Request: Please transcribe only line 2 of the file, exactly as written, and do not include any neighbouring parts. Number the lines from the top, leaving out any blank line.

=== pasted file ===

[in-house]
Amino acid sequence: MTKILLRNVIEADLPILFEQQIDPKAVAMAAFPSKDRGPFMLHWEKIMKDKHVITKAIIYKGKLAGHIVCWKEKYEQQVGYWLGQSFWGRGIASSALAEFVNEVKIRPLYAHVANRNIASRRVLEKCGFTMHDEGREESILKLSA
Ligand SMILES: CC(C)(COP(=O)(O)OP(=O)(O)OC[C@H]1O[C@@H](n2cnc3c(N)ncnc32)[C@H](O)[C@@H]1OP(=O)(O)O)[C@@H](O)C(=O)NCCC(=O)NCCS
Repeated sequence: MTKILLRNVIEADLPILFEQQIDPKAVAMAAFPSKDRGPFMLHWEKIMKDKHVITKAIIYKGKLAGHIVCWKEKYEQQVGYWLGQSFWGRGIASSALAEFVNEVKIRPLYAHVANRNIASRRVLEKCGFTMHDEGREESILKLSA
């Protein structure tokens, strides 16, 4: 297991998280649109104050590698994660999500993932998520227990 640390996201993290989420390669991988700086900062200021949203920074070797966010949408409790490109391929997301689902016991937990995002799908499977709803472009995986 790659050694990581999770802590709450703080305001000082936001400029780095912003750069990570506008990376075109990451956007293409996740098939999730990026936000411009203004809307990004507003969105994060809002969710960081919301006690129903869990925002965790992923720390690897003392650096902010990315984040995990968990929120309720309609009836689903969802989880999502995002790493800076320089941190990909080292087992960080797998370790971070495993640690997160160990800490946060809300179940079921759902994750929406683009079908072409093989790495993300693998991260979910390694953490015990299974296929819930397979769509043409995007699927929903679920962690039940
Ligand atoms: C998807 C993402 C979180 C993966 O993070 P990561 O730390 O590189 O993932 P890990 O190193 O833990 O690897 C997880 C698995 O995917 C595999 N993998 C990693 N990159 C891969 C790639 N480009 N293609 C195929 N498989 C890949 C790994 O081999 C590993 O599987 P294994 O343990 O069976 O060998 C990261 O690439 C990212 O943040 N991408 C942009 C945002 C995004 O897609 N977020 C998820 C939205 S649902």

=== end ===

Amino acid sequence: MTKILLRNVIEADLPILFEQQIDPKAVAMAAFPSKDRGPFMLHWEKIMKDKHVITKAIIYKGKLAGHIVCWKEKYEQQVGYWLGQSFWGRGIASSALAEFVNEVKIRPLYAHVANRNIASRRVLEKCGFTMHDEGREESILKLSA